Read more in Sujai’s blog post..

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Tracking Assets: RFID Meets Industrial Wi-Fi – Industrial Ethernet Book Part 1

I had the pleasure of meeting up with both Leo Ploner, Publishing Director, Industrial Ethernet Book (IEB) and Tom McNulty from the Chicago, US office recently here in Silicon Valley recently. I was pleased to see that Cisco had contributed to an article in the 65 / 35 Issue of the Industrial Ethernet Book around the topic of RFID and industrial WiFi – a topic close to my own heart in terms of previous blogs of mine (Intro to RFID, Continental Tire, Boeing, and John Deere).

The first Industrial Ethernet Book was published in 1999.  Since then it become an excellent  information source for industrial networking and communication technology, and aims to provide unbiased editorial views focused on both process and discrete manufacturing industries. The editorial content is aimed at end users, system integrators and vendors within factory automation and process automation.

The article starts with the recognition that “Increasingly ‘smart’ devices, which include radio frequency identification (RFID) tags and sensors that have advanced diagnostics, are contributing to the billions of devices now connected to IP networks. This proliferation of smart devices is referred to by some as the ‘Internet of Things’, and it is projected to grow to trillions of devices that will be connected using the emerging IPv6 protocol (ref1). For manufacturers, a growing number of connected smart devices promises to revolutionise portability, mobility, context-aware condition and use of critical assets.” Read More »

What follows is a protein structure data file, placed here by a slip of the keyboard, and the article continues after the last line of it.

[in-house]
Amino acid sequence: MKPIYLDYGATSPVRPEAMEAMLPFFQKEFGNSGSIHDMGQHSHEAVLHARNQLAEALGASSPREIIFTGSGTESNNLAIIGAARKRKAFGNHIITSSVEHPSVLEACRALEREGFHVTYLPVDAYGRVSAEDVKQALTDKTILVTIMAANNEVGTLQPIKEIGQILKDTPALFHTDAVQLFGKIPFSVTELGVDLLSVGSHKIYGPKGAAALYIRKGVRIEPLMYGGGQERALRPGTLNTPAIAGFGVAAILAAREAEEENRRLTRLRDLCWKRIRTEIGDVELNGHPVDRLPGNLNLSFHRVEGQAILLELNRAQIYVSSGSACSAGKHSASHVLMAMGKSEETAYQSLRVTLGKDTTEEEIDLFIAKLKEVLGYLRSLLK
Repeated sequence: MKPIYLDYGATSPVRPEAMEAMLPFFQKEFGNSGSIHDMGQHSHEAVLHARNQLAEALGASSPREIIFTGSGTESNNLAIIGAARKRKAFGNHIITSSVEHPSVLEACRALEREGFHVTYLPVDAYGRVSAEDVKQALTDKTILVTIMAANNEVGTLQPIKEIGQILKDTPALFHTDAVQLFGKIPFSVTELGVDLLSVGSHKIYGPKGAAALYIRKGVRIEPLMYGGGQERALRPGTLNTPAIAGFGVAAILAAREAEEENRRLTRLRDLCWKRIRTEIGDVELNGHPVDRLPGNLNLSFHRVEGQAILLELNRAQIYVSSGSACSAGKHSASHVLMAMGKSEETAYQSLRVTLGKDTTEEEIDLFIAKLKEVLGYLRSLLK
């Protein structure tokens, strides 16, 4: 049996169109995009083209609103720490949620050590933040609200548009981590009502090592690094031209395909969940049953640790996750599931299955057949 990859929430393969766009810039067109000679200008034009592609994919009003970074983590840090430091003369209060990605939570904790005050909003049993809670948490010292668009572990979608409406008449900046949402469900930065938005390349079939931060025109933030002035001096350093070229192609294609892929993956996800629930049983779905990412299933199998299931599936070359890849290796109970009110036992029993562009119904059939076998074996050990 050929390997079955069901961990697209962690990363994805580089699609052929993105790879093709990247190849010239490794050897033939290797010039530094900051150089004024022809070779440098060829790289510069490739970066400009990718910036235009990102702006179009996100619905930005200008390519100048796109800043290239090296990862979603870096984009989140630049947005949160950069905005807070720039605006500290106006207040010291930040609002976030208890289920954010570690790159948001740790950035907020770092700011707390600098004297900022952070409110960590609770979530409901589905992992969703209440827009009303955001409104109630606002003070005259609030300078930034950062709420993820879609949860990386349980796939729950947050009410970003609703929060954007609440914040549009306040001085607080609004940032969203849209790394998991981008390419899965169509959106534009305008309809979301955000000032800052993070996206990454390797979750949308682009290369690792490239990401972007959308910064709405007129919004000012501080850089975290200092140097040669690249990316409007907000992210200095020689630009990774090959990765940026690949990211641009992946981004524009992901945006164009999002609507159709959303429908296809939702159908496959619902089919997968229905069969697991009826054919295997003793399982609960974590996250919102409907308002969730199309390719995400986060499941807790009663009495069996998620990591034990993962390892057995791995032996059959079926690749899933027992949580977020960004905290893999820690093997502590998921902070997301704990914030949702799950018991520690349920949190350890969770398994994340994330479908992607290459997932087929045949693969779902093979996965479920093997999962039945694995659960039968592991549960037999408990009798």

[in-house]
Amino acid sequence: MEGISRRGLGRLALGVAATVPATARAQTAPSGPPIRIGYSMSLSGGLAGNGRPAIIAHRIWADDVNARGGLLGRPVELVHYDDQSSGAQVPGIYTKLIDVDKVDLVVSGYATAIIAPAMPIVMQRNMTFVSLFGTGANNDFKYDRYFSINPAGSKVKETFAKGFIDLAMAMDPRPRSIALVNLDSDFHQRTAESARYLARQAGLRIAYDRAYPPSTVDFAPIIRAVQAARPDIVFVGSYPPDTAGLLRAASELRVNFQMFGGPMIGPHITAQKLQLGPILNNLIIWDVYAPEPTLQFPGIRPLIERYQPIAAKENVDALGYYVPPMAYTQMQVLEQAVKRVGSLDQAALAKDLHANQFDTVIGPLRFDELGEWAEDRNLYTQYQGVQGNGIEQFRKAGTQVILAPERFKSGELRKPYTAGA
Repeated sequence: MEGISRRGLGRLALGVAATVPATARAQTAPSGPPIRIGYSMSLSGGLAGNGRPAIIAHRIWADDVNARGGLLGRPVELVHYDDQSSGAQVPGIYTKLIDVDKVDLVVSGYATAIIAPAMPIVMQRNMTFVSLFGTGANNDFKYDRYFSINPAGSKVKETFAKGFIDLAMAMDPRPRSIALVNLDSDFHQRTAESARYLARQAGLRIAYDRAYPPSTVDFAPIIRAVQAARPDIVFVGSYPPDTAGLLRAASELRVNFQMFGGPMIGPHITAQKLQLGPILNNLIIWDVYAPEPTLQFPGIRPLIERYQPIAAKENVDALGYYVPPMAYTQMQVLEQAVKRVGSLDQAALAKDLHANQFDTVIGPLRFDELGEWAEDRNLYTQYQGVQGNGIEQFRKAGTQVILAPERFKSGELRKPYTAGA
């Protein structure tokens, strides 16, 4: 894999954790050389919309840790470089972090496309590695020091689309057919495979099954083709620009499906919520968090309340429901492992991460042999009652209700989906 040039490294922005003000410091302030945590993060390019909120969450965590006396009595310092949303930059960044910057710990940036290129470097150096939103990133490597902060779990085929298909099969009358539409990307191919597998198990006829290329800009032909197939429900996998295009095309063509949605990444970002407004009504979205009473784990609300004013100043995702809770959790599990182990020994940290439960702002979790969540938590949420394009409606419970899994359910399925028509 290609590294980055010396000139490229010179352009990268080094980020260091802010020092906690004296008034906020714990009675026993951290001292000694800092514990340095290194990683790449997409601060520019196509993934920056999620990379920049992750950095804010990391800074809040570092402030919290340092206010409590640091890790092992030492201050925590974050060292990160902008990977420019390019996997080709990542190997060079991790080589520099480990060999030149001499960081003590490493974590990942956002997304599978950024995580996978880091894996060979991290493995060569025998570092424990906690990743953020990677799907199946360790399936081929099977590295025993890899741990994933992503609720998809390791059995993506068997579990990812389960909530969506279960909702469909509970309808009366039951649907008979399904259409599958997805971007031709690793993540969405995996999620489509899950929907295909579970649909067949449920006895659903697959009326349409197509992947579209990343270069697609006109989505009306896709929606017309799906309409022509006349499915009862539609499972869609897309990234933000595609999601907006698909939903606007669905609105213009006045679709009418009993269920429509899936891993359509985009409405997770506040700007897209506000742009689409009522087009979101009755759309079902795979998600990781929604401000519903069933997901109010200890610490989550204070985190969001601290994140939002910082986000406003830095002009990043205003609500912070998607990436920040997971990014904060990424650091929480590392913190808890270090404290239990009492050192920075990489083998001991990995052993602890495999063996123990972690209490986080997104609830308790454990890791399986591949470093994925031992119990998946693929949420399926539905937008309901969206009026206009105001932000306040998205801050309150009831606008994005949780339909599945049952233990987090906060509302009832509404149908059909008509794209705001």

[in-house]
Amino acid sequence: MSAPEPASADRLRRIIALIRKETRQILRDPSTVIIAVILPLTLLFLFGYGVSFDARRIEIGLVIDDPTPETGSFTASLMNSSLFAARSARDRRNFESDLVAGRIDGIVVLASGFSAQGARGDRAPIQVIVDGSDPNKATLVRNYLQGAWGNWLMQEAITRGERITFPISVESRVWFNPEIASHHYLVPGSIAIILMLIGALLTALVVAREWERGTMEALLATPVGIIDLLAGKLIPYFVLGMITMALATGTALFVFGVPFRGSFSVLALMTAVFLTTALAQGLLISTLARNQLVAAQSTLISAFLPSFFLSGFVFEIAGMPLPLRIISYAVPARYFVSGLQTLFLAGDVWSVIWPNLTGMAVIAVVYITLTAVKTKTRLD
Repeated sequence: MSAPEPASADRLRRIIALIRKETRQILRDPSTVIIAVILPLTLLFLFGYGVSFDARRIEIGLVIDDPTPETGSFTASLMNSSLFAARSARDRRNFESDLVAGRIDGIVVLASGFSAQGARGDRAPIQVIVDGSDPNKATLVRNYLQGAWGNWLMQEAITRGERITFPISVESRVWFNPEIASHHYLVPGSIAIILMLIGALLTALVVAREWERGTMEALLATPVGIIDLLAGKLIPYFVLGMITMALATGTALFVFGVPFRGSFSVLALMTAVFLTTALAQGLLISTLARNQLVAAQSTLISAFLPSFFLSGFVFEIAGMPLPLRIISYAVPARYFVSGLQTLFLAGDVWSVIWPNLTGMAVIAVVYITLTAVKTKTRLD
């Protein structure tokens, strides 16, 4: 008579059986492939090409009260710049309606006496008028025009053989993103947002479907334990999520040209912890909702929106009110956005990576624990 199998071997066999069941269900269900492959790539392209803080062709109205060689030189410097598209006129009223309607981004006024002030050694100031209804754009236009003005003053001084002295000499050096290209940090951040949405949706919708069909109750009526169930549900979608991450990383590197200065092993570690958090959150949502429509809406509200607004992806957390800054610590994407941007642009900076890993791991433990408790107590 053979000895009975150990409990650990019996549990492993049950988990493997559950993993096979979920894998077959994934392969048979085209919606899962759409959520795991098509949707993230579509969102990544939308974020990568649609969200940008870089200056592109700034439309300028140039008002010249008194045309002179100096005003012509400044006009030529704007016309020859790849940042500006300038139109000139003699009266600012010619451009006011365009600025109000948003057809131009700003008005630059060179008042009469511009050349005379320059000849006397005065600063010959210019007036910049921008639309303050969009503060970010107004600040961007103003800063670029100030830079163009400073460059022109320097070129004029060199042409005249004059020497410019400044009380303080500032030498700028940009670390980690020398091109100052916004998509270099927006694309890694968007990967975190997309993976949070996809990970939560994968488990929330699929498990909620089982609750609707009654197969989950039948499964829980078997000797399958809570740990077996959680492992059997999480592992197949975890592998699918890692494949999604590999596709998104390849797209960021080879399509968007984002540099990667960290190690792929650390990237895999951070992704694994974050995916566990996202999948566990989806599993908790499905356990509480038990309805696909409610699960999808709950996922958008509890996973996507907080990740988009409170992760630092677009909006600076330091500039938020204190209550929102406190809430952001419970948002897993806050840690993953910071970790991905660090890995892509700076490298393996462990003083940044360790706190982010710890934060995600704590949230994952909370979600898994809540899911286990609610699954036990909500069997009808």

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John Deere avoids cost with Cisco Wireless Architecture

Maybe you’ve seen the recent article in RFID Journal: John Deere Planter Factory Gains Efficiency.

John Deere, working with integration and technology partners Prime Technologies (now Kubica) and AeroScout, used the existing Cisco Wi-Fi networking nodes that it had already installed throughout the facility to avoid the expense of installing RFID readers for a new manufacturing solution.

John Deere MaxEmergeXP

Here’s the story: John Deere’s  Seeding Group factory in Moline, Ill. was seeking an automated solution to improve on its manual work in process manufacturing system.  It wanted to increase efficiency in the way it replenished welding material as well as improve the way it carried out processes at its assembly stations at the plant. The factory in question assembles John Deere’s  row-crop planter machines – the MaxEmerge XP range –  that are used by farmers to deposit a variety of seed in soils and seedbeds.

The new system uses a wireless back-haul to a Cisco infrastructure that enables the SAP, reporting and programmable logic controller (PLC) systems to communicate live.  It’s intended to improve material replenishment and reduce delays caused by waiting for materials in its welding areas.  It allows the equipment manufacturer’s kitting staff to boost material replenishment speed, and allows assembly workers to prepare for specific equipment as it approaches their assembly stations. The RFID Journal Story goes into excellent detail on the wip process and the process improvement, but I did want to reiterate some of the key business metrics: